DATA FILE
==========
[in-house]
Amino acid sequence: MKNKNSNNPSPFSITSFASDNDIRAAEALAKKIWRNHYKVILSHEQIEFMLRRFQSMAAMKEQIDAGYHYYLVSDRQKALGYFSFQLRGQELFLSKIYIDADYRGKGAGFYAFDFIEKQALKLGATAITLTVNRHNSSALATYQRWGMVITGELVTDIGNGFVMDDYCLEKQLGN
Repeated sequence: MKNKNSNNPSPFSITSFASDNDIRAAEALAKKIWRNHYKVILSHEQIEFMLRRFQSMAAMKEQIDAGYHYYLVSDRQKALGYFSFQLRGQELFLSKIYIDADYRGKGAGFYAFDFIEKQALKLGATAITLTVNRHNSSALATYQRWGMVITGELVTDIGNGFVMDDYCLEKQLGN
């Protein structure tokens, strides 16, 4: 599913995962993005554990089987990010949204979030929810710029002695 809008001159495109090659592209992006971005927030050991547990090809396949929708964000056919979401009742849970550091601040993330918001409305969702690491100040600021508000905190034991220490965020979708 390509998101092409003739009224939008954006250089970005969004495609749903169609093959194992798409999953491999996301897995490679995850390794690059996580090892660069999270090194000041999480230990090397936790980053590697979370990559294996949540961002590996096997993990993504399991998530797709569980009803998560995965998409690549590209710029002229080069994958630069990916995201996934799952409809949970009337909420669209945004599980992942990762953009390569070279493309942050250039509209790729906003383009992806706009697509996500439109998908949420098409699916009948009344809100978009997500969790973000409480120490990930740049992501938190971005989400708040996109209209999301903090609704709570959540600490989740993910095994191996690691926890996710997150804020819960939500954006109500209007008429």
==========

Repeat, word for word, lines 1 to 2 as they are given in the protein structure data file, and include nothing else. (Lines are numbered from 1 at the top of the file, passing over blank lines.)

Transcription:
[in-house]
Amino acid sequence: MKNKNSNNPSPFSITSFASDNDIRAAEALAKKIWRNHYKVILSHEQIEFMLRRFQSMAAMKEQIDAGYHYYLVSDRQKALGYFSFQLRGQELFLSKIYIDADYRGKGAGFYAFDFIEKQALKLGATAITLTVNRHNSSALATYQRWGMVITGELVTDIGNGFVMDDYCLEKQLGN